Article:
Mon, Jul 05, 2004 - Page 2 News List

Charities add funds, workers to official typhoon aid efforts

MANY STRANDED New fatalities resulted from another landslide and the discovery of a body of a man reported as missing in Penghu

By Caroline Hong  /  STAFF REPORTER WITH AGENCIES

The government and various civic groups rushed to aid disaster victims as torrential rains left in the wake of Typhoon Mindulle continued to cause floods and landslides in central Taiwan yesterday.

According to the National Disaster Relief Center, the typhoon death toll reached 18. The four new fatalities were a man initially thought missing whose body was found in Penghu, and three victims of a mudslide in Tungshih, Taichung County.

More than 1,000 people were thought to be stranded by flood-waters and storm damage in Tai-chung County. Charities worked with local governments to bring aid to Taichung and Yunlin counties, providing extra manpower and supplies as rescue workers sought to reach those in need.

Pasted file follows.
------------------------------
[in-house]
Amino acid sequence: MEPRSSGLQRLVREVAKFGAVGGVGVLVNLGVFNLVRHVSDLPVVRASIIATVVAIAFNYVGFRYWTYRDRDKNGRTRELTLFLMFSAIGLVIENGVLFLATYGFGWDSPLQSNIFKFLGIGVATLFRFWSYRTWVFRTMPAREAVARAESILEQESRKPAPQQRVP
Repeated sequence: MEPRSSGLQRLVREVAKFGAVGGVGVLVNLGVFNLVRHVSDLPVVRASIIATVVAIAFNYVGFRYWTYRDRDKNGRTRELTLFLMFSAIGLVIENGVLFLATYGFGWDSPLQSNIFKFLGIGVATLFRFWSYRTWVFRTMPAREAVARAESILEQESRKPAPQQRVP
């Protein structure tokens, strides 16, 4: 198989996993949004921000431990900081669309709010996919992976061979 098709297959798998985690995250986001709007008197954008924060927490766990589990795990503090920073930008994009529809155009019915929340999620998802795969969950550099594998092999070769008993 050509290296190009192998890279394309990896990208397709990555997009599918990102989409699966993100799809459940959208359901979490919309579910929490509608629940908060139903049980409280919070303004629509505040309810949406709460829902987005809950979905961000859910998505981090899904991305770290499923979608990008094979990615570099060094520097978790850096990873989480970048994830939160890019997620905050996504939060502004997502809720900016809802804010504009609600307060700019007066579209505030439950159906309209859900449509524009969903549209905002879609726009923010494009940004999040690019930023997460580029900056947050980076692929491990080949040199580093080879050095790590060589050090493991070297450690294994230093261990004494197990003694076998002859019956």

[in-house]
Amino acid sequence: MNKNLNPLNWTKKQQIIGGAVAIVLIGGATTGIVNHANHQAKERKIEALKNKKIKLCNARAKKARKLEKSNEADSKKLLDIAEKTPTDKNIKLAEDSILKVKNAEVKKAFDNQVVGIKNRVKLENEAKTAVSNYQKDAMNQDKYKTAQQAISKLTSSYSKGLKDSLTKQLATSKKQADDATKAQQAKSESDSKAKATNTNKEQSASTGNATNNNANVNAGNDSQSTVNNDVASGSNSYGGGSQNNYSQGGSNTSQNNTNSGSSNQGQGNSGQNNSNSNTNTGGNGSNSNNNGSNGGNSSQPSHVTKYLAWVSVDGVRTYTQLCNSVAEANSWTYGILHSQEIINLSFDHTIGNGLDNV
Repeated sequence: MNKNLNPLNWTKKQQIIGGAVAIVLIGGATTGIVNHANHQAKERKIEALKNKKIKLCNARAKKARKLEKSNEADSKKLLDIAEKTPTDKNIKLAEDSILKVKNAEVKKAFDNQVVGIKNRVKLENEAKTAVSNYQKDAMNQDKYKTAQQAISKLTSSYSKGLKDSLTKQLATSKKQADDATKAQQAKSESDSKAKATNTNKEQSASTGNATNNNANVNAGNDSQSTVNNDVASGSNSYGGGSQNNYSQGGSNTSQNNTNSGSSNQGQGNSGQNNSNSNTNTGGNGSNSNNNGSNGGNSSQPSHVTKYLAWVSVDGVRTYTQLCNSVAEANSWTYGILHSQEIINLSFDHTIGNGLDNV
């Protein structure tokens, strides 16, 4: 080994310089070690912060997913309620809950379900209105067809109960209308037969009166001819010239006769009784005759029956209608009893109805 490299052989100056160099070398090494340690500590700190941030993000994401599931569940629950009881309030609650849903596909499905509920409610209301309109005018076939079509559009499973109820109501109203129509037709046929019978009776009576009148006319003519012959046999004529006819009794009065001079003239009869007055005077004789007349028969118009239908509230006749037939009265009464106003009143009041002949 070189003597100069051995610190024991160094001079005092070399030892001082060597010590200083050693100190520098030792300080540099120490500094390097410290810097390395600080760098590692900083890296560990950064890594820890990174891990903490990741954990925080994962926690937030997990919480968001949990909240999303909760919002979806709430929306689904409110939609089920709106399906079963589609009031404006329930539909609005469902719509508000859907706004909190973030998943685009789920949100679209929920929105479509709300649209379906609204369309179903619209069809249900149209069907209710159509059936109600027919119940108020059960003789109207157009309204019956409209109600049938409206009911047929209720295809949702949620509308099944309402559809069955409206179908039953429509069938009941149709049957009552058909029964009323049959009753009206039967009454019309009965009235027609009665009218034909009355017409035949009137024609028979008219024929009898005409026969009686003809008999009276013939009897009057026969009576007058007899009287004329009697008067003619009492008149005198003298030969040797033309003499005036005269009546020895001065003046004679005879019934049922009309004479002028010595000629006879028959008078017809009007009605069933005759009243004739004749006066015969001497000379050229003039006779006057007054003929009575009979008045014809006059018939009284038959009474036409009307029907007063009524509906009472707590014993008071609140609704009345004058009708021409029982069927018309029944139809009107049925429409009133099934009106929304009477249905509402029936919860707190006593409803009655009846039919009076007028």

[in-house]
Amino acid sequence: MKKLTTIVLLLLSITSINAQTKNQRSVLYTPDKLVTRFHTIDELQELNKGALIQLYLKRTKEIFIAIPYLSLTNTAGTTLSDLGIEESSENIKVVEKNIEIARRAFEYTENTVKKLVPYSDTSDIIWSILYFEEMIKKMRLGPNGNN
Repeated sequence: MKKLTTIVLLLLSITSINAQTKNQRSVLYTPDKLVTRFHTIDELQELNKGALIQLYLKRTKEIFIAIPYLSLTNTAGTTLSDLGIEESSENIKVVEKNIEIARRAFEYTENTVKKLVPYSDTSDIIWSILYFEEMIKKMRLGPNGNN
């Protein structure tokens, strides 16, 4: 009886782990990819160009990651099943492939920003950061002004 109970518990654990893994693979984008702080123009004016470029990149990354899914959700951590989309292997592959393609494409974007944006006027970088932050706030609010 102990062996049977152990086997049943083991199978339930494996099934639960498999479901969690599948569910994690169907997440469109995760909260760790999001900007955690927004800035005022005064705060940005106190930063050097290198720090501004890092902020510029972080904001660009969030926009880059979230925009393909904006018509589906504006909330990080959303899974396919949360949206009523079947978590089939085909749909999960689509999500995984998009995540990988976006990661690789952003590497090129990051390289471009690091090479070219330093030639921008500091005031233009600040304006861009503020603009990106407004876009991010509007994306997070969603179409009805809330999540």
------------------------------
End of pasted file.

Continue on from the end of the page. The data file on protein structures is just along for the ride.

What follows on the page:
Taiwan Red Cross representatives said that the organization had over 10,000 volunteers, with many providing disaster relief and others in reserve, and was operating relief centers in Taichung, Taitung and Yunlin counties.

Representatives of World Vision, a Christian charity group, in Nantou and Taichung counties said they also were mobilizing to deal with the current disaster.

"A lot of Aboriginal communities have been stranded by the floods since the road situation is really bad," said World Vision's central Taiwan disaster relief head Chuan Kuo-chen (全國成). "In Heping Village [in Taichung county], there are over 1,000 people who need aid. We're sheltering over 200 people in Heping and are providing them with clothing and food. We're going to keep trying to reach as many people as we can."

World Vision workers said the group was offering relief aid. Both groups are calling for the public to donate money, nonperishable foods and warm clothing. To learn about or contribute to the typhoon aid efforts, call the Red Cross at (02) 2362-8232 or World Vision at (02) 2585-6300.

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